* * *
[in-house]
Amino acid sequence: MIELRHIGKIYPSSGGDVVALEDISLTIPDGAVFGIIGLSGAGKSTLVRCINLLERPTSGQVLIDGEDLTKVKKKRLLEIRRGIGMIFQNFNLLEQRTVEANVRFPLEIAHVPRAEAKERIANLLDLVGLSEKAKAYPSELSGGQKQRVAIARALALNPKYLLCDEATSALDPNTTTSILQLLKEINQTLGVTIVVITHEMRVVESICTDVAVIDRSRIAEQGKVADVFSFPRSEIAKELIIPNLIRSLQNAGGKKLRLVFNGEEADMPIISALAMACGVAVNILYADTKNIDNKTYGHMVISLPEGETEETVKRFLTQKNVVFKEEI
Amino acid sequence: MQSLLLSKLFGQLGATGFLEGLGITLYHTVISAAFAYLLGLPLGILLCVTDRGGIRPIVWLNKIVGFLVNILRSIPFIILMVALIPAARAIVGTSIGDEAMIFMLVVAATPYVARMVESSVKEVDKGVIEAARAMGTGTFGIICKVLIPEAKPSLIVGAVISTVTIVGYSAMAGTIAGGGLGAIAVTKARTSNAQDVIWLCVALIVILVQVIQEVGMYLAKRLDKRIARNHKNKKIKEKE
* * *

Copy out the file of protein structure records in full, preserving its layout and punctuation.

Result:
[in-house]
Amino acid sequence: MIELRHIGKIYPSSGGDVVALEDISLTIPDGAVFGIIGLSGAGKSTLVRCINLLERPTSGQVLIDGEDLTKVKKKRLLEIRRGIGMIFQNFNLLEQRTVEANVRFPLEIAHVPRAEAKERIANLLDLVGLSEKAKAYPSELSGGQKQRVAIARALALNPKYLLCDEATSALDPNTTTSILQLLKEINQTLGVTIVVITHEMRVVESICTDVAVIDRSRIAEQGKVADVFSFPRSEIAKELIIPNLIRSLQNAGGKKLRLVFNGEEADMPIISALAMACGVAVNILYADTKNIDNKTYGHMVISLPEGETEETVKRFLTQKNVVFKEEI
Amino acid sequence: MQSLLLSKLFGQLGATGFLEGLGITLYHTVISAAFAYLLGLPLGILLCVTDRGGIRPIVWLNKIVGFLVNILRSIPFIILMVALIPAARAIVGTSIGDEAMIFMLVVAATPYVARMVESSVKEVDKGVIEAARAMGTGTFGIICKVLIPEAKPSLIVGAVISTVTIVGYSAMAGTIAGGGLGAIAVTKARTSNAQDVIWLCVALIVILVQVIQEVGMYLAKRLDKRIARNHKNKKIKEKE